New Report Shows Drastic Surge in Homicides Against Homeless People

Disclaimer: This post contains descriptions that could be considered gruesome and disturbing. They have been included to illustrate the unfathomable acts of violence committed against our unhoused neighbors. These are real people’s stories, often untold.

The Story of Morgan Holmes, Slain in Cold Blood After Faithfully Serving his Country

It was the mid-’80s, and a young Morgan Holmes was “Dancing on Air,” his fancy footwork claiming the prize of top dancer for the popular Philadelphia television show. The vibrant youth had a promising life ahead of him. He was both athletic and intelligent, with honor student grades and a track record of athletic prowess.

Confident and liked by his peers, Holmes was believed to have suffered mental illness after serving in the U.S. military. This plight first cost him his livelihood and eventually his life.

Holmes is fondly remembered by his community, having been a father and grandfather in addition to a U.S. army veteran. However, the former soldier struggled with acclimating to the life of a civilian. His war-torn mind was presumably fragmented by the sights and sounds of active combat. 

Family members told WUSA9 that he frequently stayed with them, shifting from their sofas to the streets, and from the streets to mental institutions. It was a cycle that continued irreparably for almost 30 years. His three-decade-long battle with mental illness ended in a nightmarish scene – not a flashback or a memory or an episode, but a true horror that would ultimately end the father, grandfather, and war veteran’s life.

His murder occurred at the intersection of 4th and New York Avenue, NE.

Sources claim he was approached by a ghastly-looking masked assailant, donning all black attire and wielding an arsenal of weaponry, including a gun with .22-caliber bullets and a knife sharp enough to stab victims fatally.

Authorities say Morgan Holmes was stabbed and shot by the masked assailant who murdered him in the cold, dead morning and set fire to the tent where he was sleeping. A minister-led vigil was later held for the fallen soldier, who community members claim was left slain on the sidewalk, dishonored, and uncleaned by members of authority.

Morgan Holmes’ murder was one of the approximately 640 homeless deaths that took place on the streets of New York City in 2022 alone. The negligible attitude toward his demise by authority members is part of a big-picture issue. Homeless homicides are increasing nationwide, and nobody seems to care.

Homeless Murders Are Now Happening at a Rate 25x Higher than Housed Homicides, even in the Face of a Nationwide Spike in Violent Crime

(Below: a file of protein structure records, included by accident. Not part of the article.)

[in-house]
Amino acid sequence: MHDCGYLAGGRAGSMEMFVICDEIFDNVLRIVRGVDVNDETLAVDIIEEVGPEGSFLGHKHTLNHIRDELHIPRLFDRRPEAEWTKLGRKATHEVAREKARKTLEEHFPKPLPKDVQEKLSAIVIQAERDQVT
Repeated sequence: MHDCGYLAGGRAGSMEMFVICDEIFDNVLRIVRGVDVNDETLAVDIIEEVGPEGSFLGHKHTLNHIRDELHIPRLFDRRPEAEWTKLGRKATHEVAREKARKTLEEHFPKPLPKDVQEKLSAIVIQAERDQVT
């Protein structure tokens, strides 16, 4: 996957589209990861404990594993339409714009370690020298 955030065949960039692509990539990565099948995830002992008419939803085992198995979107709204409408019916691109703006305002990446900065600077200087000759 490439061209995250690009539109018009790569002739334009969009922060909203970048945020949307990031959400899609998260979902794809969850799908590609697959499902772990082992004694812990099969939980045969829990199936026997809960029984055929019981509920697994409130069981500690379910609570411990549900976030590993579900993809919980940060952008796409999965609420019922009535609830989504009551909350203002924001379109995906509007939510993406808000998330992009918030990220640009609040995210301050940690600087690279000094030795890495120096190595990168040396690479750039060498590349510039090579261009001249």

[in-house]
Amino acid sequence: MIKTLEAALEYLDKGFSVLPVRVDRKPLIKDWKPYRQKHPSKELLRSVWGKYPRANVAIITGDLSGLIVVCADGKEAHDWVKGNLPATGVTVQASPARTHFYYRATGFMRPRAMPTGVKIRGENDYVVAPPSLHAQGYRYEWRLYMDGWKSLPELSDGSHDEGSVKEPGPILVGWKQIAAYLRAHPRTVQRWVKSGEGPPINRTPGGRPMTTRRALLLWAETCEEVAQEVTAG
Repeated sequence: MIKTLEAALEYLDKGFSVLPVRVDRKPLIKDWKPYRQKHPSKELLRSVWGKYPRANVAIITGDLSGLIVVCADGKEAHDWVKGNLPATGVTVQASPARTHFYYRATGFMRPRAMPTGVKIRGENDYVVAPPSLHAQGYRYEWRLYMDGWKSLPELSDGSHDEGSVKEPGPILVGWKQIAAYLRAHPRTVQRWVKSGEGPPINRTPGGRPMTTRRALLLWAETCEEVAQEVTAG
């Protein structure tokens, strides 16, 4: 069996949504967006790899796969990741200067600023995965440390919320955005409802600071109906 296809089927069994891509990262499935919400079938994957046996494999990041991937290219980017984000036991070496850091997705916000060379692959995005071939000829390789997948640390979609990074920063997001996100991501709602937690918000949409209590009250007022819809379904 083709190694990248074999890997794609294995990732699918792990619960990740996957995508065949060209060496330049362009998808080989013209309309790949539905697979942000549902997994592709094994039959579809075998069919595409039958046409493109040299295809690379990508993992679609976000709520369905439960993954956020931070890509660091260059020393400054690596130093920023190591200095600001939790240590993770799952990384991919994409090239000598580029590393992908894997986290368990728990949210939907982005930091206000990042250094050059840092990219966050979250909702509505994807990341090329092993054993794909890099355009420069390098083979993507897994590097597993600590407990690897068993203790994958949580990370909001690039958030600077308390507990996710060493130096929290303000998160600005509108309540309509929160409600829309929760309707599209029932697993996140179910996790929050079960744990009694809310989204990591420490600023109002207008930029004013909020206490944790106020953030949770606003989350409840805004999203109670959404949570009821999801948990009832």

Violent crime has increased nationally, posing growing concerns for safety across the U.S.

Research reported by Time Magazine points out an upward trend in gun violence beginning in 2014. To quote that article directly, “recent research shows that during the pandemic, marginalized communities bore the brunt of the increase in such violence.”

When we think of marginalized communities bearing the brunt end of violence, we might not immediately think of members of the unhoused community. Yet, these individuals and families comprise a significant percentage of that plight.

According to Jacobin, the latest data suggests homeless people are being murdered at a rate 25x higher than the rest of the population. And this is when the rest of the population is rightfully concerned about murder, a time when fatal shootings have gone up by 80% in some of the most populated cities nationwide. This published analysis, which comes as the result of data provided by several police departments and figures projected by noted researchers Matt Fowle and Fredianne Gray, presents three keynotes in addition to the shocking homeless homicide rate. 

Researchers and reporters observed the following pivotal points:

  • An increase in homeless homicides dating back to 2010
  • An exacerbation of that increase in the aftermath of the pandemic
  • The harsh reality is that homeless people are more likely to be victims of violent crime while simultaneously more likely to be portrayed as perpetrators

The Roles of Public Perception and Political Policy

In the opening story, community members complained of aloofness from authority figures regarding the gruesome killing of Morgan Holmes and other unfortunate unhoused persons like him. They described unkempt crime scenes and a general lack of respect for the lives and legacies of these individuals.

It is worth noting that unhoused people are twice as likely to be victims of violence than they are to be suspects of it. Yet, they are portrayed in the opposite light, a narrative that works against them in public and policy. Homeless homicides often lack suspects and are not pursued with the same level of vigilance as violent crimes committed against housed community members. This is a costly double standard. People are paying for it with their lives.

Talk to Your Legislators About Drafting Laws that Prevent Homelessness and Protect Potential Homeless Homicide Victims

If you want to express your concern for the safety of this community, contact your local legislators. Ask them what they are doing to make houseless people a protected group. Demand they classify crimes committed against them as hate crimes.

While these actions might help discourage potential perpetrators from committing such heinous acts, the only way to truly solve homelessness is through housing. Be sure to remind your local legislators that you support housing as a human right, and they should adopt that same policy if they want your political support.

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